This was an honest disclosure of the situation. Humphreys wrote Jefferson that “no choice is left for the United States but to prepare a naval force for the protection of their trade.” Captain O’Brien wrote, “By all means urge Congress to fit out some remarkably fast sailing cruisers, well appointed and manned.” In January, 1794, accordingly, a committee of the House brought in a resolution for building four ships of 44 guns and two of 20 guns each. The debate began on February 6, and for some time was altogether one-sided, with one speaker after another opposing the creation of a navy. Madison, as was now his habit, had doubts as to the propriety of the measure. He fancied that peace “might be purchased for less money than this armament would cost.” Clark of New Jersey had “an objection to the establishment of a fleet, because, when once it had been commenced, there would be no end to it.” He had “a scheme which he judged would be less expensive and more effectual. This was to hire the Portuguese to cruise against the Algerines.” Baldwin of Georgia thought that “bribery alone could purchase security from the Algerines.” Nicholas of Virginia “feared that we were not a match for the Algerines.”
Smith of Maryland and Fitzsimmons of Pennsylvania championed the resolution, and Fisher Ames made some remarks on Madison’s lack of spirit that caused Madison to define his position. He proposed as a substitute for the pending measure that money should “be employed in such a manner as should be found most effectual for obtaining a peace with the Regency of Algiers; and failing of this, that the sum should be applied to the end of obtaining protection from some of the European Powers.” This motion warmed up the debate. Giles of Virginia came to Madison’s support in a style that was not helpful. He “considered navies altogether as very foolish things. An immense quantity of property was spread on the water for no purpose whatever, which might have been employed by land to the best purpose.” The suggestion that the United States should be a hermit nation was an indiscreet exposure of the logical significance of Madison’s plan, and it perhaps turned the scale in favor of employing force.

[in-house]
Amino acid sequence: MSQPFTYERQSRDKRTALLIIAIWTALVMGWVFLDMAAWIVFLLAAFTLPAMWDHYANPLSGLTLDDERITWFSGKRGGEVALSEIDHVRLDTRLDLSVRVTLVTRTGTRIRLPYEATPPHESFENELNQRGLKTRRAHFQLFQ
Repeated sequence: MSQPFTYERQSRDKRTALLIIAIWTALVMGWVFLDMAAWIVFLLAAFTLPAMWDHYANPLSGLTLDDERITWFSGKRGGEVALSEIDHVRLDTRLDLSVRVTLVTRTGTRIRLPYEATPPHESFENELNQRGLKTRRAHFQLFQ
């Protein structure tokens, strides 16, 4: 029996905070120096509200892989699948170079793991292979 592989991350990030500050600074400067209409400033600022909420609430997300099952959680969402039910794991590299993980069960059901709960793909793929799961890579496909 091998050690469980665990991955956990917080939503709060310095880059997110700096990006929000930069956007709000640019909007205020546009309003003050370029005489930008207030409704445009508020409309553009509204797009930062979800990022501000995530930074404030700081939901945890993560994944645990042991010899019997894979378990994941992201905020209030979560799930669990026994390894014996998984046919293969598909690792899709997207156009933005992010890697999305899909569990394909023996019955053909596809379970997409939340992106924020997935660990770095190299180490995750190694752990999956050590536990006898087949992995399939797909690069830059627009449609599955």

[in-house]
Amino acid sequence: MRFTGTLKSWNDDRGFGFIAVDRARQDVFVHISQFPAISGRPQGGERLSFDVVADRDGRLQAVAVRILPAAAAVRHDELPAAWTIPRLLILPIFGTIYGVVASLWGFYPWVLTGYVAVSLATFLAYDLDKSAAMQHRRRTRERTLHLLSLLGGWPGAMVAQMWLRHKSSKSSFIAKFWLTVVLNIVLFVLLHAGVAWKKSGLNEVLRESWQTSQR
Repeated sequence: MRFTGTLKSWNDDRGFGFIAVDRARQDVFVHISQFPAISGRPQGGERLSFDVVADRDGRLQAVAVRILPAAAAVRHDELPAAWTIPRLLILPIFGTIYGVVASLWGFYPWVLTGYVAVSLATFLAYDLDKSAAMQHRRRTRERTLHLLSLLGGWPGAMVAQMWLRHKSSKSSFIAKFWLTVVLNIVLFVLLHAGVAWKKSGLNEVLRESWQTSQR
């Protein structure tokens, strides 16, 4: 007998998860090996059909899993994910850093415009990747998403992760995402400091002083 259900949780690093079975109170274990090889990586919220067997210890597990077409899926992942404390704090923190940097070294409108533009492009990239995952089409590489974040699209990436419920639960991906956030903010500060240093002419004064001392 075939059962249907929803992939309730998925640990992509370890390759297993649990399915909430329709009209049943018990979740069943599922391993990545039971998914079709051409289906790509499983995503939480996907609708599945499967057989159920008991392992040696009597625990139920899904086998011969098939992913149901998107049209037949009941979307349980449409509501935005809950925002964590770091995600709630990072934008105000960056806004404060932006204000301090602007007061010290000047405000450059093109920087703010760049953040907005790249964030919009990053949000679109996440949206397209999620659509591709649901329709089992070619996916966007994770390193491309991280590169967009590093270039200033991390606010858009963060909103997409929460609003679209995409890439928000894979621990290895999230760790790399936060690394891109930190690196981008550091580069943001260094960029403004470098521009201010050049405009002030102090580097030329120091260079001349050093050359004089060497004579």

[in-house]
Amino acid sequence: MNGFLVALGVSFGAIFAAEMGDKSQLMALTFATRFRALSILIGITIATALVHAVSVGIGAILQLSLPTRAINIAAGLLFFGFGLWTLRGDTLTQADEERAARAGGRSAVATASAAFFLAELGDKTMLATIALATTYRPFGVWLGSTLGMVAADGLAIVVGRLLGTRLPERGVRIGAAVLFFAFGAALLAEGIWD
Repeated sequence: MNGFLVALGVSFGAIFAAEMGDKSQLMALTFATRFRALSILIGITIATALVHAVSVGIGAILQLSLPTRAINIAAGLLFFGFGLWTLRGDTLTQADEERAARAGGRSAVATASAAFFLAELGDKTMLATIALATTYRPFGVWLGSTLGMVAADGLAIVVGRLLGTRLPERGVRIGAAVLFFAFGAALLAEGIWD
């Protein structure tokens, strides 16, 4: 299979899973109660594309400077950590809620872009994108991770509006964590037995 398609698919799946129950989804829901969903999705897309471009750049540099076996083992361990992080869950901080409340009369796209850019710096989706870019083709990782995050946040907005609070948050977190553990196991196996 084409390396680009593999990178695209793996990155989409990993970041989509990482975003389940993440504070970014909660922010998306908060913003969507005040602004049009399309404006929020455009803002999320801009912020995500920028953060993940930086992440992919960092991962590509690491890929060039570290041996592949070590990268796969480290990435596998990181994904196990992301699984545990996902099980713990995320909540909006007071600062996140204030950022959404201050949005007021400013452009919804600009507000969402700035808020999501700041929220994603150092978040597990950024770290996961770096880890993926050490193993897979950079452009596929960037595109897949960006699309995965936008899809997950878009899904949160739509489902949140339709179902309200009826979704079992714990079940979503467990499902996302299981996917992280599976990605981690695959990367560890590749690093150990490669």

The bill came up in the House for final passage on March 10, 1794. Its opponents now sparred for time, but a motion to recommit in order to give opportunity for further consideration was defeated by 48 to 41. Giles made a final effort, by a long and elaborate address, in which he argued that the effect of fitting out a navy would be to involve the United States in war with all the European Powers. Moreover, a navy would be dangerous to American liberty. “A navy is the most expensive of all means of defense, and the tyranny of governments consists in the expensiveness of their machinery.” He pointed to the results of British naval policy. “The government is not yet destroyed, but the people are oppressed, liberty is banished.” The French monarchy had been ruined by its navy. He was “astonished, with these fatal examples before our eyes, that there should be gentlemen who would wish to enter upon this fashionable system of politics.” In discussing the expense of maintaining a navy, he expressed his fear that it would eventually bring back the miseries of feudalism.